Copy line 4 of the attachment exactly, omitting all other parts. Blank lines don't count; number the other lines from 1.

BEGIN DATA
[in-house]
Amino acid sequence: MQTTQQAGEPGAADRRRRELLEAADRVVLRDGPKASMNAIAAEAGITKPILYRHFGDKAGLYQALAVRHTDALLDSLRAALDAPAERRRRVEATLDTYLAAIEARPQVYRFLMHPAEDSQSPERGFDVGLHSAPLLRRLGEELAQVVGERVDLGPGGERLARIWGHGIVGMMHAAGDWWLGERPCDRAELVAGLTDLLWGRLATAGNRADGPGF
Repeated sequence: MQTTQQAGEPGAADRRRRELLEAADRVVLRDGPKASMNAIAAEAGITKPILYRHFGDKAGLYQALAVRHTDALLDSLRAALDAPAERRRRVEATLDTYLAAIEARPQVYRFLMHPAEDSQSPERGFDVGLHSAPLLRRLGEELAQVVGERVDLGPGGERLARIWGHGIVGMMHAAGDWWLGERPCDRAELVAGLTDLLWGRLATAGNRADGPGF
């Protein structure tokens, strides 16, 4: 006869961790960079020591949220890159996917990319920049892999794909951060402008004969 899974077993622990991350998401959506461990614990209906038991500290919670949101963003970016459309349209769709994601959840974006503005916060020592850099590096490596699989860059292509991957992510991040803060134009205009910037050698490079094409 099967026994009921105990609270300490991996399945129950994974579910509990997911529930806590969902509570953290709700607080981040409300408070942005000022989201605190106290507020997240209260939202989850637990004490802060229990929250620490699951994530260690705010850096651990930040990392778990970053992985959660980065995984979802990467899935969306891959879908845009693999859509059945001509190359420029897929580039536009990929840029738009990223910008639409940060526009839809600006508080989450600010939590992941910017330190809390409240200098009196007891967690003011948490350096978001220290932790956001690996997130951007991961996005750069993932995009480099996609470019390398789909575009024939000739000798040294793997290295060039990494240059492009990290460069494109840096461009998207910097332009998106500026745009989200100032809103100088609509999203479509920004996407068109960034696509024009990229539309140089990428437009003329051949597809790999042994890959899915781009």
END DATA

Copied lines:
């Protein structure tokens, strides 16, 4: 006869961790960079020591949220890159996917990319920049892999794909951060402008004969 899974077993622990991350998401959506461990614990209906038991500290919670949101963003970016459309349209769709994601959840974006503005916060020592850099590096490596699989860059292509991957992510991040803060134009205009910037050698490079094409 099967026994009921105990609270300490991996399945129950994974579910509990997911529930806590969902509570953290709700607080981040409300408070942005000022989201605190106290507020997240209260939202989850637990004490802060229990929250620490699951994530260690705010850096651990930040990392778990970053992985959660980065995984979802990467899935969306891959879908845009693999859509059945001509190359420029897929580039536009990929840029738009990223910008639409940060526009839809600006508080989450600010939590992941910017330190809390409240200098009196007891967690003011948490350096978001220290932790956001690996997130951007991961996005750069993932995009480099996609470019390398789909575009024939000739000798040294793997290295060039990494240059492009990290460069494109840096461009998207910097332009998106500026745009989200100032809103100088609509999203479509920004996407068109960034696509024009990229539309140089990428437009003329051949597809790999042994890959899915781009």